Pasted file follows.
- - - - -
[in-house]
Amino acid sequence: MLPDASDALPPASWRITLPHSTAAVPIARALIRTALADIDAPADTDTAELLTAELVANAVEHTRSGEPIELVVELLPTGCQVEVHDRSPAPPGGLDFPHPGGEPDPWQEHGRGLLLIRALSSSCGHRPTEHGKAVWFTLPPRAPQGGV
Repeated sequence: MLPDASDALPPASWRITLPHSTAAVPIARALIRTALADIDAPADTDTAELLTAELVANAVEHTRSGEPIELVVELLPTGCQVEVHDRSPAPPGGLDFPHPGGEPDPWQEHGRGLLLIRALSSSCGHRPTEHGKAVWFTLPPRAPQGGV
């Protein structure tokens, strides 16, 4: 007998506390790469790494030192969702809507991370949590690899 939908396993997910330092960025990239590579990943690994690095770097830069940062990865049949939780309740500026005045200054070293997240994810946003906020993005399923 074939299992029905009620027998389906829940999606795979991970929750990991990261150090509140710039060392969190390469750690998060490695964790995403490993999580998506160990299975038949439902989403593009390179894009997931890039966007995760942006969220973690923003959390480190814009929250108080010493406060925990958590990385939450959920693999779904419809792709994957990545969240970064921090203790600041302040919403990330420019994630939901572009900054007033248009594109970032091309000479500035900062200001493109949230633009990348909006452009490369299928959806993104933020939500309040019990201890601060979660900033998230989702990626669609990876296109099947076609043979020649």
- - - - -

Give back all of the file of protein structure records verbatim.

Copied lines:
[in-house]
Amino acid sequence: MLPDASDALPPASWRITLPHSTAAVPIARALIRTALADIDAPADTDTAELLTAELVANAVEHTRSGEPIELVVELLPTGCQVEVHDRSPAPPGGLDFPHPGGEPDPWQEHGRGLLLIRALSSSCGHRPTEHGKAVWFTLPPRAPQGGV
Repeated sequence: MLPDASDALPPASWRITLPHSTAAVPIARALIRTALADIDAPADTDTAELLTAELVANAVEHTRSGEPIELVVELLPTGCQVEVHDRSPAPPGGLDFPHPGGEPDPWQEHGRGLLLIRALSSSCGHRPTEHGKAVWFTLPPRAPQGGV
């Protein structure tokens, strides 16, 4: 007998506390790469790494030192969702809507991370949590690899 939908396993997910330092960025990239590579990943690994690095770097830069940062990865049949939780309740500026005045200054070293997240994810946003906020993005399923 074939299992029905009620027998389906829940999606795979991970929750990991990261150090509140710039060392969190390469750690998060490695964790995403490993999580998506160990299975038949439902989403593009390179894009997931890039966007995760942006969220973690923003959390480190814009929250108080010493406060925990958590990385939450959920693999779904419809792709994957990545969240970064921090203790600041302040919403990330420019994630939901572009900054007033248009594109970032091309000479500035900062200001493109949230633009990348909006452009490369299928959806993104933020939500309040019990201890601060979660900033998230989702990626669609990876296109099947076609043979020649």